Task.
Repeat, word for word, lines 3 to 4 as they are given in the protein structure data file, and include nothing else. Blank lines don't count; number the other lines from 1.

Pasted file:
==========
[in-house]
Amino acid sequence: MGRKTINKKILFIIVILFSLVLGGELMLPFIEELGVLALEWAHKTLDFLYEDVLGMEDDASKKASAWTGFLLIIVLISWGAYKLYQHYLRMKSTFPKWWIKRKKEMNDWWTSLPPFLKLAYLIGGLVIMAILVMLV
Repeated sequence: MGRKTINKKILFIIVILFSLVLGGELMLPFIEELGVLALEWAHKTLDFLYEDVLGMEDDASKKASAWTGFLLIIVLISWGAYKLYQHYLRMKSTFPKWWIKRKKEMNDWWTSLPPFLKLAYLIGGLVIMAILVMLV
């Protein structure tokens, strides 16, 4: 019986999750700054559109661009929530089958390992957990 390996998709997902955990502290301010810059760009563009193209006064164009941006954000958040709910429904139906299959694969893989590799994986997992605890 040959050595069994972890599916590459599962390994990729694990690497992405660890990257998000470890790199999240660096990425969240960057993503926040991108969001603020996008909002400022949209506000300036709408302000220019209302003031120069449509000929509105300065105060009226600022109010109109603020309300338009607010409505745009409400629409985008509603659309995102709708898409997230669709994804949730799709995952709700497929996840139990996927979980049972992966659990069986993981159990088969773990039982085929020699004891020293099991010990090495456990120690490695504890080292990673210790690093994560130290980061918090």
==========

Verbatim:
Repeated sequence: MGRKTINKKILFIIVILFSLVLGGELMLPFIEELGVLALEWAHKTLDFLYEDVLGMEDDASKKASAWTGFLLIIVLISWGAYKLYQHYLRMKSTFPKWWIKRKKEMNDWWTSLPPFLKLAYLIGGLVIMAILVMLV
């Protein structure tokens, strides 16, 4: 019986999750700054559109661009929530089958390992957990 390996998709997902955990502290301010810059760009563009193209006064164009941006954000958040709910429904139906299959694969893989590799994986997992605890 040959050595069994972890599916590459599962390994990729694990690497992405660890990257998000470890790199999240660096990425969240960057993503926040991108969001603020996008909002400022949209506000300036709408302000220019209302003031120069449509000929509105300065105060009226600022109010109109603020309300338009607010409505745009409400629409985008509603659309995102709708898409997230669709994804949730799709995952709700497929996840139990996927979980049972992966659990069986993981159990088969773990039982085929020699004891020293099991010990090495456990120690490695504890080292990673210790690093994560130290980061918090």